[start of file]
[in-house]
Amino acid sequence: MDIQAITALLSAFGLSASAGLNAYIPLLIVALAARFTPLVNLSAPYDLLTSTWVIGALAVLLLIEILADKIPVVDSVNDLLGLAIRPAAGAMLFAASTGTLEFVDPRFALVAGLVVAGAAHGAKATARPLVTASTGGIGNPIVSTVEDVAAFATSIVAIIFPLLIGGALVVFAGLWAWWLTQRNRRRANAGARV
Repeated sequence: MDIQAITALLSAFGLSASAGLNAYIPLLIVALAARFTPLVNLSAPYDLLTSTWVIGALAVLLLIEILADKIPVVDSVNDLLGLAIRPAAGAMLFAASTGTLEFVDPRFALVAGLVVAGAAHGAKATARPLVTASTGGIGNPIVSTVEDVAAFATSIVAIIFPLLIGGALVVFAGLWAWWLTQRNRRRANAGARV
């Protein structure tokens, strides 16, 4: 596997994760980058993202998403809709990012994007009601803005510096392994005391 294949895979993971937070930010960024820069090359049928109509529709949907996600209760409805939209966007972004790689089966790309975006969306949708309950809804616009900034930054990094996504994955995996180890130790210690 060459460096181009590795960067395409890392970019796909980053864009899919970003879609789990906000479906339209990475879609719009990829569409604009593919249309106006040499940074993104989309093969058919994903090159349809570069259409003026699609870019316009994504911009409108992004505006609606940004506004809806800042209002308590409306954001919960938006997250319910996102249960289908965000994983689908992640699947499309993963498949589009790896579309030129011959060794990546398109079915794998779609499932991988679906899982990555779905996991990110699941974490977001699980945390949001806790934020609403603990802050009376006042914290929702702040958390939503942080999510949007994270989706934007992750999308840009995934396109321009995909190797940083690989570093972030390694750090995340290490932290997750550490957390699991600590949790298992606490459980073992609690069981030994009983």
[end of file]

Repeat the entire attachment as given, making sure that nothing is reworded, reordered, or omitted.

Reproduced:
[in-house]
Amino acid sequence: MDIQAITALLSAFGLSASAGLNAYIPLLIVALAARFTPLVNLSAPYDLLTSTWVIGALAVLLLIEILADKIPVVDSVNDLLGLAIRPAAGAMLFAASTGTLEFVDPRFALVAGLVVAGAAHGAKATARPLVTASTGGIGNPIVSTVEDVAAFATSIVAIIFPLLIGGALVVFAGLWAWWLTQRNRRRANAGARV
Repeated sequence: MDIQAITALLSAFGLSASAGLNAYIPLLIVALAARFTPLVNLSAPYDLLTSTWVIGALAVLLLIEILADKIPVVDSVNDLLGLAIRPAAGAMLFAASTGTLEFVDPRFALVAGLVVAGAAHGAKATARPLVTASTGGIGNPIVSTVEDVAAFATSIVAIIFPLLIGGALVVFAGLWAWWLTQRNRRRANAGARV
């Protein structure tokens, strides 16, 4: 596997994760980058993202998403809709990012994007009601803005510096392994005391 294949895979993971937070930010960024820069090359049928109509529709949907996600209760409805939209966007972004790689089966790309975006969306949708309950809804616009900034930054990094996504994955995996180890130790210690 060459460096181009590795960067395409890392970019796909980053864009899919970003879609789990906000479906339209990475879609719009990829569409604009593919249309106006040499940074993104989309093969058919994903090159349809570069259409003026699609870019316009994504911009409108992004505006609606940004506004809806800042209002308590409306954001919960938006997250319910996102249960289908965000994983689908992640699947499309993963498949589009790896579309030129011959060794990546398109079915794998779609499932991988679906899982990555779905996991990110699941974490977001699980945390949001806790934020609403603990802050009376006042914290929702702040958390939503942080999510949007994270989706934007992750999308840009995934396109321009995909190797940083690989570093972030390694750090995340290490932290997750550490957390699991600590949790298992606490459980073992609690069981030994009983």